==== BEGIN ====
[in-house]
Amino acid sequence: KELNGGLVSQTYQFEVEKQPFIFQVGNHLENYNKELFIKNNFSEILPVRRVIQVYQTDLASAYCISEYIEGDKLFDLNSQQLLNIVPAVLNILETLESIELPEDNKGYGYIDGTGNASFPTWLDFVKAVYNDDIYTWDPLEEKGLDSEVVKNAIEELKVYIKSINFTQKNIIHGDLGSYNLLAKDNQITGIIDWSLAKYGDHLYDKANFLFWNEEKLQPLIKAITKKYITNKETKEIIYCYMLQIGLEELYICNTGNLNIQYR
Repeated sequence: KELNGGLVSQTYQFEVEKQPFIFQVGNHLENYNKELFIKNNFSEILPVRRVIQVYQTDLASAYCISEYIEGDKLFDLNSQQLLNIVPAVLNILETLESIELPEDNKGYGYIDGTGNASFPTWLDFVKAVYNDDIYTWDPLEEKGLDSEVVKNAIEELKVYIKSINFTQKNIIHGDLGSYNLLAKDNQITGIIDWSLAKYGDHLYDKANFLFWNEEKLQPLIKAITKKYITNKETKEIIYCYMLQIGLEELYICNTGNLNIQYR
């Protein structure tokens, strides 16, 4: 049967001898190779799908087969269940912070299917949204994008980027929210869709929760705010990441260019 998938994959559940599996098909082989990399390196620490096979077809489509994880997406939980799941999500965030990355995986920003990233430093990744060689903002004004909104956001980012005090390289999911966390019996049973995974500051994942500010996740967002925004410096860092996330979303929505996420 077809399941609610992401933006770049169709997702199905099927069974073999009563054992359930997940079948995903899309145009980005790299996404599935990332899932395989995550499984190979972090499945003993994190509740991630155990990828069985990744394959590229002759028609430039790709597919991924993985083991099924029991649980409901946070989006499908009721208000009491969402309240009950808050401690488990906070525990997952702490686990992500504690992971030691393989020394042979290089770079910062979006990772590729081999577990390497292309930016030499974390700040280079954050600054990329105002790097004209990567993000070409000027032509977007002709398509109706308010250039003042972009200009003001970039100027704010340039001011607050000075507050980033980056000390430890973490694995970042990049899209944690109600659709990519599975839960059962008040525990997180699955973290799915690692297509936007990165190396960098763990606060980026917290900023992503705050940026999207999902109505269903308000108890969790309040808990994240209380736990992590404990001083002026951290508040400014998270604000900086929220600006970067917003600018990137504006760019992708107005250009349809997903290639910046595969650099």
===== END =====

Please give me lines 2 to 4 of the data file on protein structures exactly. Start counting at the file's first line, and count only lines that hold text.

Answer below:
Amino acid sequence: KELNGGLVSQTYQFEVEKQPFIFQVGNHLENYNKELFIKNNFSEILPVRRVIQVYQTDLASAYCISEYIEGDKLFDLNSQQLLNIVPAVLNILETLESIELPEDNKGYGYIDGTGNASFPTWLDFVKAVYNDDIYTWDPLEEKGLDSEVVKNAIEELKVYIKSINFTQKNIIHGDLGSYNLLAKDNQITGIIDWSLAKYGDHLYDKANFLFWNEEKLQPLIKAITKKYITNKETKEIIYCYMLQIGLEELYICNTGNLNIQYR
Repeated sequence: KELNGGLVSQTYQFEVEKQPFIFQVGNHLENYNKELFIKNNFSEILPVRRVIQVYQTDLASAYCISEYIEGDKLFDLNSQQLLNIVPAVLNILETLESIELPEDNKGYGYIDGTGNASFPTWLDFVKAVYNDDIYTWDPLEEKGLDSEVVKNAIEELKVYIKSINFTQKNIIHGDLGSYNLLAKDNQITGIIDWSLAKYGDHLYDKANFLFWNEEKLQPLIKAITKKYITNKETKEIIYCYMLQIGLEELYICNTGNLNIQYR
């Protein structure tokens, strides 16, 4: 049967001898190779799908087969269940912070299917949204994008980027929210869709929760705010990441260019 998938994959559940599996098909082989990399390196620490096979077809489509994880997406939980799941999500965030990355995986920003990233430093990744060689903002004004909104956001980012005090390289999911966390019996049973995974500051994942500010996740967002925004410096860092996330979303929505996420 077809399941609610992401933006770049169709997702199905099927069974073999009563054992359930997940079948995903899309145009980005790299996404599935990332899932395989995550499984190979972090499945003993994190509740991630155990990828069985990744394959590229002759028609430039790709597919991924993985083991099924029991649980409901946070989006499908009721208000009491969402309240009950808050401690488990906070525990997952702490686990992500504690992971030691393989020394042979290089770079910062979006990772590729081999577990390497292309930016030499974390700040280079954050600054990329105002790097004209990567993000070409000027032509977007002709398509109706308010250039003042972009200009003001970039100027704010340039001011607050000075507050980033980056000390430890973490694995970042990049899209944690109600659709990519599975839960059962008040525990997180699955973290799915690692297509936007990165190396960098763990606060980026917290900023992503705050940026999207999902109505269903308000108890969790309040808990994240209380736990992590404990001083002026951290508040400014998270604000900086929220600006970067917003600018990137504006760019992708107005250009349809997903290639910046595969650099």